This novella is the second entry in the new “Worth Saga” series, and its characters were first introduced in Once Upon a Marquess (reviewed here). Daisy is Judith’s friend in poverty, and Crash is her former lover.
THE PLOT: When Daisy enters a contest that will be awarding startup capital to the person with the best business proposal, the crowd mocks and belittles her. Just because the rules didn’t specifically state the entries must be male doesn’t mean a woman should try to take a job from a man. But when people start throwing things at her, Crash steps in to stop the violence.
Daisy and Crash had a brief affair that ended abruptly. She’s not sure why he wants to help her win the contest, but having him around unnerves her. As for Crash, he’s still smarting from their breakup. But as Crash works to build up Daisy’s confidence, they forge an emotional connection that was missing the first time around.
MY TWO CENTS: I feel that no one gets to the heart of human emotions like Courtney Milan. For me, that makes her work more than romances. They’re like studies in human nature. The characters learn more about themselves, and that allows them to become romantically involved.
I’ve seen some reviews claim that Daisy and Crash had a “big misunderstanding.” I don’t agree with that. A lack of understanding, maybe; but I characterize a “big misunderstanding” as something like: “a couple were in love, but her father told the hero she wasn’t interested, and told the heroine that he only wanted her for her money.” This is more like, Daisy doesn’t understand how she insults Crash by insinuating that he should apologize for who he is…a multiracial former thief of uncertain parentage. In response, Crash lashes out at Daisy, hitting her in her weakest spot: her very worth as a human being. Yep, these two have a lot of work to do to mature, learn about themselves, and other people’s points of view.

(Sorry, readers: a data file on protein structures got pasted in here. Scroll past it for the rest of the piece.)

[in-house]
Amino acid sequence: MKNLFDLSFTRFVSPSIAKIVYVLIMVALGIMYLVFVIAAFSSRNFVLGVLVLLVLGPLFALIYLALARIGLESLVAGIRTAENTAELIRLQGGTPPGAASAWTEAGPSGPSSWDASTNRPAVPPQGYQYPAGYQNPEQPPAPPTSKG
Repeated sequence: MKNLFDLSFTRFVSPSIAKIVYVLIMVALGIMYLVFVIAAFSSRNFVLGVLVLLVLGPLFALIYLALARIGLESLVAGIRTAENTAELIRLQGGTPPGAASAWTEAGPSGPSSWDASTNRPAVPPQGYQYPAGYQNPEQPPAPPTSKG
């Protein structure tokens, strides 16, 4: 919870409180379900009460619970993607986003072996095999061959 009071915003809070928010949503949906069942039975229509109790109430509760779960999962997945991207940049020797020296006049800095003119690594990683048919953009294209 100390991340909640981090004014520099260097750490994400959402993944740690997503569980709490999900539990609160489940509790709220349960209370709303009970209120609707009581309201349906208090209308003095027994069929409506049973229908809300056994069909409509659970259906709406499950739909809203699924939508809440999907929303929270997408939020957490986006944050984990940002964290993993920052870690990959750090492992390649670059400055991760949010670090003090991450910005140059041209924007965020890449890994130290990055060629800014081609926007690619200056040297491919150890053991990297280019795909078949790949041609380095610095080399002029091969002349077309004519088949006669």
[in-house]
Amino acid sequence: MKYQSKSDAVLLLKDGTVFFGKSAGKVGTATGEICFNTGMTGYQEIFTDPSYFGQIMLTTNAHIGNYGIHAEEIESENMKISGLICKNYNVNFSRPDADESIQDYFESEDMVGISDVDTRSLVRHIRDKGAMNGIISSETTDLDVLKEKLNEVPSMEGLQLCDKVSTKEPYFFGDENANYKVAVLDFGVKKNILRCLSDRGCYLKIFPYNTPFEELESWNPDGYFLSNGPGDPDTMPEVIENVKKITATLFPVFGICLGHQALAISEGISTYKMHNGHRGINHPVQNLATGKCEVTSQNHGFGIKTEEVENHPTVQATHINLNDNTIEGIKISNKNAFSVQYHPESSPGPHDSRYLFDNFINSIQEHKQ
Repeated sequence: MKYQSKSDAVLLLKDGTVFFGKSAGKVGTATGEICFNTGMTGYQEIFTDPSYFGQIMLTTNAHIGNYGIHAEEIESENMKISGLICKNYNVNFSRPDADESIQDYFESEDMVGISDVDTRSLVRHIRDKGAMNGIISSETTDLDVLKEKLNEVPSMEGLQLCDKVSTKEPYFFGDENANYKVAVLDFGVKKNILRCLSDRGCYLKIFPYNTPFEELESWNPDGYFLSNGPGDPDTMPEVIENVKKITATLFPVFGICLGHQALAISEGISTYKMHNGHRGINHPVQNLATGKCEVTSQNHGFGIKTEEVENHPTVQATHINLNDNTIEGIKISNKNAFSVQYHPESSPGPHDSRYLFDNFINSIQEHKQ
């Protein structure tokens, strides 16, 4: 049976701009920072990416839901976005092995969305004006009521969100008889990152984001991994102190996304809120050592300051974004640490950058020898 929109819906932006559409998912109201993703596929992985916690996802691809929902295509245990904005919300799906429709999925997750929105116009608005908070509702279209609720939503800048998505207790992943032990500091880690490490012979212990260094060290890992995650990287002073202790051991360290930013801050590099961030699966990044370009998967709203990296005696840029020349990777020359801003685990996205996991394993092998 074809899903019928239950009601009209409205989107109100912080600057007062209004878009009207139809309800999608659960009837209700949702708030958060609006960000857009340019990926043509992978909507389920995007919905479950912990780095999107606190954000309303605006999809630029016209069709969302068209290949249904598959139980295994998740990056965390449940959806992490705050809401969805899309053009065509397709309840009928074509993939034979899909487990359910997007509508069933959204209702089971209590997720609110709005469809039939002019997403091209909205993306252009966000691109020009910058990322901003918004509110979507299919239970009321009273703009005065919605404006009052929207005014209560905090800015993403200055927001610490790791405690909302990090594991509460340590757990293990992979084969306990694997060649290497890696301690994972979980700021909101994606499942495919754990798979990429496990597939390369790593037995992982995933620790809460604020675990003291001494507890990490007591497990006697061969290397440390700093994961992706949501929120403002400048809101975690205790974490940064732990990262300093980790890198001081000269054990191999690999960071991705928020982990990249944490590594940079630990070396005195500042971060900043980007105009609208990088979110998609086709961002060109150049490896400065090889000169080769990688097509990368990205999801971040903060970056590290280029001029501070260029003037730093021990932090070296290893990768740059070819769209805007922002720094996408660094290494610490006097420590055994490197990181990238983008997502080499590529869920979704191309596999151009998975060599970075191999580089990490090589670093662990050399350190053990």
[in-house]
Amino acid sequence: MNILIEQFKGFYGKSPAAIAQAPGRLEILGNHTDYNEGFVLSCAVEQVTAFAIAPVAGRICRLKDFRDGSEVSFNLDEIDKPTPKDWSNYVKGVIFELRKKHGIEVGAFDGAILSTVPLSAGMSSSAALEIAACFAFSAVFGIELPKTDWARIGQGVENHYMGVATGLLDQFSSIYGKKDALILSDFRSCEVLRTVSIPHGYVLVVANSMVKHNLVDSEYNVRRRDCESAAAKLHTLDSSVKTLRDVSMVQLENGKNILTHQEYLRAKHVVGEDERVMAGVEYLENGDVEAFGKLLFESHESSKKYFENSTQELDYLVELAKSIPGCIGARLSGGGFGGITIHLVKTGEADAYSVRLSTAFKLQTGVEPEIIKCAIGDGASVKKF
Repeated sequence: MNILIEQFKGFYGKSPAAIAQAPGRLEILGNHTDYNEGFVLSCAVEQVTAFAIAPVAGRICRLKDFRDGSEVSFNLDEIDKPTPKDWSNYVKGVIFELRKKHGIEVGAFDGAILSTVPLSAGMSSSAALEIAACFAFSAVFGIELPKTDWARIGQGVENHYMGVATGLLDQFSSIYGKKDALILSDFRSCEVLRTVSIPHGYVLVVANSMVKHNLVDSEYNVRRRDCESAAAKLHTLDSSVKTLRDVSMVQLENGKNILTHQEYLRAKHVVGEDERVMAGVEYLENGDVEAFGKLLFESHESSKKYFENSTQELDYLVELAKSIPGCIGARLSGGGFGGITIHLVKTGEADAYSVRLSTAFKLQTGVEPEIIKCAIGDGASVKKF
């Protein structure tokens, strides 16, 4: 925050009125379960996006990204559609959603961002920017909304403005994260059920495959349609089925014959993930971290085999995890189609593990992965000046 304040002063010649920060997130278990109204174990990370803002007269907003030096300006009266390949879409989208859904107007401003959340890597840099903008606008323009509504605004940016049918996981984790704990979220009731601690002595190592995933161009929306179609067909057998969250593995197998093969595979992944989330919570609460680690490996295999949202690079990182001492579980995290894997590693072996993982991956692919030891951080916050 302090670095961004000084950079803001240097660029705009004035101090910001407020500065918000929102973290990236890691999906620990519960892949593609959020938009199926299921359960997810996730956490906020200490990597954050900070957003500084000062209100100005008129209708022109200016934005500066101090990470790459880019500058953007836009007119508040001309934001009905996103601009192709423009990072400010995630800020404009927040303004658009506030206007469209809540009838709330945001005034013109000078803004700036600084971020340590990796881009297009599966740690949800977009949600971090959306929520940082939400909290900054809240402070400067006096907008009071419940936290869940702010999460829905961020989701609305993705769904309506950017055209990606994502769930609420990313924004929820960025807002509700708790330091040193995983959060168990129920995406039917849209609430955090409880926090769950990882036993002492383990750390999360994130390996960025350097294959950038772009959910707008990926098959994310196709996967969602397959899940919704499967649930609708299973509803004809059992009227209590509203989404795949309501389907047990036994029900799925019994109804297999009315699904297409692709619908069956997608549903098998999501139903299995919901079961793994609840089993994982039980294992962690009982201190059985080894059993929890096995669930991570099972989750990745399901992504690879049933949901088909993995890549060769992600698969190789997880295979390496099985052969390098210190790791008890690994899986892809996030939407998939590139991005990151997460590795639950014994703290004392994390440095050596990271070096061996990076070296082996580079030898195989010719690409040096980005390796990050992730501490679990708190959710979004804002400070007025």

Also, I love how Courtney is making a point of writing for all people, all kinds of romances. To a lot of people today, an interracial romance is probably no big deal, yet the vast, vast majority of romance is focused on white straight people. Courtney’s got some very interesting stories coming up in her contemporary “Cyclone” series, and I’ll definitely be checking them out.
BOTTOM LINE: This novella was just about the perfect length to tell a complete story without getting overly long or being too short. I love the way these characters grow to maturity before they can connect emotionally.
TEACUP RATING: Four-and-a-half out of five teacups.
ON SALE DATE: The novella is now available in e-formats and paperback.
NEXT UP IN THE SERIES: After the Wedding, about Judith’s sister Camilla, should be out around the end of the year.
Note: Review is based on an ARC provided by the publisher via Netgalley in exchange for an honest review.